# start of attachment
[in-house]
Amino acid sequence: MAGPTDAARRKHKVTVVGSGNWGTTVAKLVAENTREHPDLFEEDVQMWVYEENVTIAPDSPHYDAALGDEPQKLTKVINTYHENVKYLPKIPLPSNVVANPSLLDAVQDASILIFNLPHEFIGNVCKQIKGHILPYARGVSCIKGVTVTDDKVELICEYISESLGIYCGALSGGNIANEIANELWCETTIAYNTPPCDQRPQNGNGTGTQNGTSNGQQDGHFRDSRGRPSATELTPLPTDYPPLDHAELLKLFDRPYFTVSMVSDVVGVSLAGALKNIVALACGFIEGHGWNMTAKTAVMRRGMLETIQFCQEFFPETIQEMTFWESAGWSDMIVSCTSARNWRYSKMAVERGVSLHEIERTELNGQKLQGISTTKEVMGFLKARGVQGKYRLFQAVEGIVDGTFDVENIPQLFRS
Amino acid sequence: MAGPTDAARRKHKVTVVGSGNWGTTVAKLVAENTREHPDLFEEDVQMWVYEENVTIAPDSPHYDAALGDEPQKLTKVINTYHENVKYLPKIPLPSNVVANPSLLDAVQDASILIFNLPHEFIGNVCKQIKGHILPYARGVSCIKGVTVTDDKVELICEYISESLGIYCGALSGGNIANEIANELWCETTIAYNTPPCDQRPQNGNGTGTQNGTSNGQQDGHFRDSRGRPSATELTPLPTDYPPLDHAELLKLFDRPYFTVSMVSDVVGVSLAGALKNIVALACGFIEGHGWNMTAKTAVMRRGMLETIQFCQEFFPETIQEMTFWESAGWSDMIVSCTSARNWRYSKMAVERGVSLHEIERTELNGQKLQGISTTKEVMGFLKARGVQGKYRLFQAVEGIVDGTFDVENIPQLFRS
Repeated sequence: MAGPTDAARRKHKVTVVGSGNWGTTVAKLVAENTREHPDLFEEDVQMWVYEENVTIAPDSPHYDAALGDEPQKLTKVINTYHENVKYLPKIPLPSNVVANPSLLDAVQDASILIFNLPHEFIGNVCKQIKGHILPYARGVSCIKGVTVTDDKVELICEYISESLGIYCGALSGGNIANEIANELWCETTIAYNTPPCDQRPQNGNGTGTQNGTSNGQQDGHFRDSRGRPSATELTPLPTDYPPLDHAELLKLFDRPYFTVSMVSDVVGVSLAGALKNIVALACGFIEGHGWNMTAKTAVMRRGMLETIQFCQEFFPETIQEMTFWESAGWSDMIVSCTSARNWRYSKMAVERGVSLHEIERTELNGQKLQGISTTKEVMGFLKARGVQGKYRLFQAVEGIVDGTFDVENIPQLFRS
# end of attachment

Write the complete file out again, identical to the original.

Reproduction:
[in-house]
Amino acid sequence: MAGPTDAARRKHKVTVVGSGNWGTTVAKLVAENTREHPDLFEEDVQMWVYEENVTIAPDSPHYDAALGDEPQKLTKVINTYHENVKYLPKIPLPSNVVANPSLLDAVQDASILIFNLPHEFIGNVCKQIKGHILPYARGVSCIKGVTVTDDKVELICEYISESLGIYCGALSGGNIANEIANELWCETTIAYNTPPCDQRPQNGNGTGTQNGTSNGQQDGHFRDSRGRPSATELTPLPTDYPPLDHAELLKLFDRPYFTVSMVSDVVGVSLAGALKNIVALACGFIEGHGWNMTAKTAVMRRGMLETIQFCQEFFPETIQEMTFWESAGWSDMIVSCTSARNWRYSKMAVERGVSLHEIERTELNGQKLQGISTTKEVMGFLKARGVQGKYRLFQAVEGIVDGTFDVENIPQLFRS
Amino acid sequence: MAGPTDAARRKHKVTVVGSGNWGTTVAKLVAENTREHPDLFEEDVQMWVYEENVTIAPDSPHYDAALGDEPQKLTKVINTYHENVKYLPKIPLPSNVVANPSLLDAVQDASILIFNLPHEFIGNVCKQIKGHILPYARGVSCIKGVTVTDDKVELICEYISESLGIYCGALSGGNIANEIANELWCETTIAYNTPPCDQRPQNGNGTGTQNGTSNGQQDGHFRDSRGRPSATELTPLPTDYPPLDHAELLKLFDRPYFTVSMVSDVVGVSLAGALKNIVALACGFIEGHGWNMTAKTAVMRRGMLETIQFCQEFFPETIQEMTFWESAGWSDMIVSCTSARNWRYSKMAVERGVSLHEIERTELNGQKLQGISTTKEVMGFLKARGVQGKYRLFQAVEGIVDGTFDVENIPQLFRS
Repeated sequence: MAGPTDAARRKHKVTVVGSGNWGTTVAKLVAENTREHPDLFEEDVQMWVYEENVTIAPDSPHYDAALGDEPQKLTKVINTYHENVKYLPKIPLPSNVVANPSLLDAVQDASILIFNLPHEFIGNVCKQIKGHILPYARGVSCIKGVTVTDDKVELICEYISESLGIYCGALSGGNIANEIANELWCETTIAYNTPPCDQRPQNGNGTGTQNGTSNGQQDGHFRDSRGRPSATELTPLPTDYPPLDHAELLKLFDRPYFTVSMVSDVVGVSLAGALKNIVALACGFIEGHGWNMTAKTAVMRRGMLETIQFCQEFFPETIQEMTFWESAGWSDMIVSCTSARNWRYSKMAVERGVSLHEIERTELNGQKLQGISTTKEVMGFLKARGVQGKYRLFQAVEGIVDGTFDVENIPQLFRS